Artist Tishan Hsu joins art critic Martha Schwendener for a conversation. We conclude with a poetry reading from Maggie Dubris.
Since the mid-1980s, Tishan Hsu’s prescient artistic practice has been probing the cognitive as well as physical affects of transformative technological advances on our lives. Through the use of unusual materials, software tools, and innovative fabrication techniques, his enigmatic paintings and sculptures explore and manifest poetic new ways to engage and reimagine the interface between an organic body and technology. Since the late-1980s and 90s, Hsu has been making the majority of his paintings on canvas using a silkscreen process to fuse images from scanned pastel drawings of organic skin with appropriated biomedical images, and other parts of human, animal and technological bodies. The scale of these works is such that the dot matrix of the silkscreen is markedly legible, conveying an affect of the digital. In the early 2000s, Hsu explored the use of digital printing on canvas as well as interactive installations using video processed projections with motion-sensor technology activated by the body. His most recent paintings, further, almost announce their techno-mediation through an evident digital reproducibility fused with the material affect of pigmented medium. Various re-engaged motifs from his visual vocabulary are now warped and morphing into hardware and screens and become part of a larger corporeal entity.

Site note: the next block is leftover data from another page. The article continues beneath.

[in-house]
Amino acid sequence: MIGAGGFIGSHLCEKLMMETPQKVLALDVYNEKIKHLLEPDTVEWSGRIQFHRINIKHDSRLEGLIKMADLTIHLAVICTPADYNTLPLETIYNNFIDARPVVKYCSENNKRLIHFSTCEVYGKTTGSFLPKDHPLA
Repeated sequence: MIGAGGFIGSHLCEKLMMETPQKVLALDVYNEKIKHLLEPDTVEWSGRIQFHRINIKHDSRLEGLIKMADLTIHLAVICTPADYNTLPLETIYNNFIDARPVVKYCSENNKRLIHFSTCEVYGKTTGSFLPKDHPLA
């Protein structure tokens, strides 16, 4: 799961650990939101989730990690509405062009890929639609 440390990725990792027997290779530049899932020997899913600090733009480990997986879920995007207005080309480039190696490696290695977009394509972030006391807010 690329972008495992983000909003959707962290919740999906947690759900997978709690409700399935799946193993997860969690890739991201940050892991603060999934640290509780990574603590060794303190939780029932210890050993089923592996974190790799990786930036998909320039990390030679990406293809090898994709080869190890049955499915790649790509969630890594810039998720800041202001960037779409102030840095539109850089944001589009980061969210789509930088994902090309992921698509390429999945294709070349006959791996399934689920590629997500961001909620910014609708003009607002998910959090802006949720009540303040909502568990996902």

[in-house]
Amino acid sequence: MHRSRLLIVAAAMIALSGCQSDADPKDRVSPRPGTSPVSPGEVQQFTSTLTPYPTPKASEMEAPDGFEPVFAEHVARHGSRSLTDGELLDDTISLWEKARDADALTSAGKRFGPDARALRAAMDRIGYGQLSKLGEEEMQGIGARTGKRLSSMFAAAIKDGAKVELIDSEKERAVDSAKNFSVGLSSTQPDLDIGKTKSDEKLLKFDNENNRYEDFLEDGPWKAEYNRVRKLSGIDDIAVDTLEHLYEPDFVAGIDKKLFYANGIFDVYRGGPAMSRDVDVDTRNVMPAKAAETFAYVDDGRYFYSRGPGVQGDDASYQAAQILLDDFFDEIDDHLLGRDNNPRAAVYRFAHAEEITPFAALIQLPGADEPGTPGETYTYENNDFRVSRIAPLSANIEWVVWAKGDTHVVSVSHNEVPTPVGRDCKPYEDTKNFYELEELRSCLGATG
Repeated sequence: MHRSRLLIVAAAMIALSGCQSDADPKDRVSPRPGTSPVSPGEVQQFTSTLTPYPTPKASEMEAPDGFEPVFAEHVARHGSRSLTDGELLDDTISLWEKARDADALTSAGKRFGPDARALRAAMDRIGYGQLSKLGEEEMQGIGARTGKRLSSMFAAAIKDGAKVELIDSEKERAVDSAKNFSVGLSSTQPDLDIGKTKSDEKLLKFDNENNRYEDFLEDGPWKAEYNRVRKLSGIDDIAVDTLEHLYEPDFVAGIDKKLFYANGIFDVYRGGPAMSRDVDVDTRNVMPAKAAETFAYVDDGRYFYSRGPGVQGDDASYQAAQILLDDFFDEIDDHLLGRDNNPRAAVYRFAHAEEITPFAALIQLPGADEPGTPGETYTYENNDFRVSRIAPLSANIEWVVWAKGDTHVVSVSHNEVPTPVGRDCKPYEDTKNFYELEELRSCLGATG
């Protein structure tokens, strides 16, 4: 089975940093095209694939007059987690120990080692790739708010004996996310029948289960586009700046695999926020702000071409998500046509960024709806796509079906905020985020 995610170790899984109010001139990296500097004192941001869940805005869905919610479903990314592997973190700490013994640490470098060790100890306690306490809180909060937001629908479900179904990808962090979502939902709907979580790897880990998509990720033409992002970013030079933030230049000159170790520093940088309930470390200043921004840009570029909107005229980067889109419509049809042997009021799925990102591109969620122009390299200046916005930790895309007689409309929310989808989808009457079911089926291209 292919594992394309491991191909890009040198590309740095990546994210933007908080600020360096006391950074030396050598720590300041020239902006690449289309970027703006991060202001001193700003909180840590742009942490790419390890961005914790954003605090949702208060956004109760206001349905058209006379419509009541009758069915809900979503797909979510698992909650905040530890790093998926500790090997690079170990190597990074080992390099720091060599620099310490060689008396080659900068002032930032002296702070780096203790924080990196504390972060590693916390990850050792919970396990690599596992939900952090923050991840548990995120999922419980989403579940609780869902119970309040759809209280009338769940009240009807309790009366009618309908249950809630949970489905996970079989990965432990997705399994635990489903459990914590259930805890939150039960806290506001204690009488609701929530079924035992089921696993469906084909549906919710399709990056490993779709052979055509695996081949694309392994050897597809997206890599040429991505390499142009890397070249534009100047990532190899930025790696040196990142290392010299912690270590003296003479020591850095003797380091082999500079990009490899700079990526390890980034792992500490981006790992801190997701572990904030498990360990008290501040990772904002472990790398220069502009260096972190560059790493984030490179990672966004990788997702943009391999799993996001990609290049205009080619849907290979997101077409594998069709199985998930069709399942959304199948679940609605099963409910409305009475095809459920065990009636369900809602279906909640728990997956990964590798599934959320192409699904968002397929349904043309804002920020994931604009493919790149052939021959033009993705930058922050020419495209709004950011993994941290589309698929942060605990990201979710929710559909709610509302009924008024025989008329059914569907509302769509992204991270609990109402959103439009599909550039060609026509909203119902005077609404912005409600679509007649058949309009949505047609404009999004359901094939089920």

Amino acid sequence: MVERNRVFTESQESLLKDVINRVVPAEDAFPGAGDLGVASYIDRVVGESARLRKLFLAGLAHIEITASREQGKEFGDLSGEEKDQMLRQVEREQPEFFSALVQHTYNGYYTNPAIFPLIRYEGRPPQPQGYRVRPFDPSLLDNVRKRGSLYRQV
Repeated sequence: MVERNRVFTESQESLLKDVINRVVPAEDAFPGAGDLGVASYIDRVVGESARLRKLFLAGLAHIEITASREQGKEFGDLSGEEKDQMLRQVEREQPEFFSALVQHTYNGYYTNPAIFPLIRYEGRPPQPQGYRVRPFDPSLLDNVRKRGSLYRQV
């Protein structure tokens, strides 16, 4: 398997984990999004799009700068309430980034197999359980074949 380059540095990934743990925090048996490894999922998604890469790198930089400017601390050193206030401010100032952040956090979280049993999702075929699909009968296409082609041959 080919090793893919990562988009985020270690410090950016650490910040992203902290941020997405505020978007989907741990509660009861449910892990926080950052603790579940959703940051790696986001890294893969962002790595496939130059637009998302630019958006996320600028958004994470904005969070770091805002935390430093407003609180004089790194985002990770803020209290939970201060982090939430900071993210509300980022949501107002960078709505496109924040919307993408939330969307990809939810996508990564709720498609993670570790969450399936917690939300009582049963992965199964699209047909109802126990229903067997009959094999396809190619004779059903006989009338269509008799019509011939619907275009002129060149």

Martha Schwendener is an art critic for The New York Times. Her criticism has been published in Artforum, Bookforum, Art in America, The New Yorker, The Village Voice, The Brooklyn Rail, Art Papers, Artforum.com, New Art Examiner, CAA.reviews, Time Out New York, Flash Art, Afterimage, October, Paper Monument and other publications. She received a BA in art history in 1989 from Columbia University and an MA in fiction in 2000 from the University of Texas at Austin. She has taught at Hunter College, the School of Visual Arts, Fashion Institute of Technology (SUNY), the University of Texas at Austin, Rhode Island Island School of Design, Pratt Institute, and New York University.
The Rail has a tradition of ending our conversations with a poem, and we’re fortunate to have Maggie Dubris reading.
An NYC-based writer and sound artist. She worked for 25 years as a paramedic which inspired her most recent book BrokeDown Palace. Among other projects, she’s currently working on an opera called Broke. She also does underwater field recording in the parks and rivers of the city.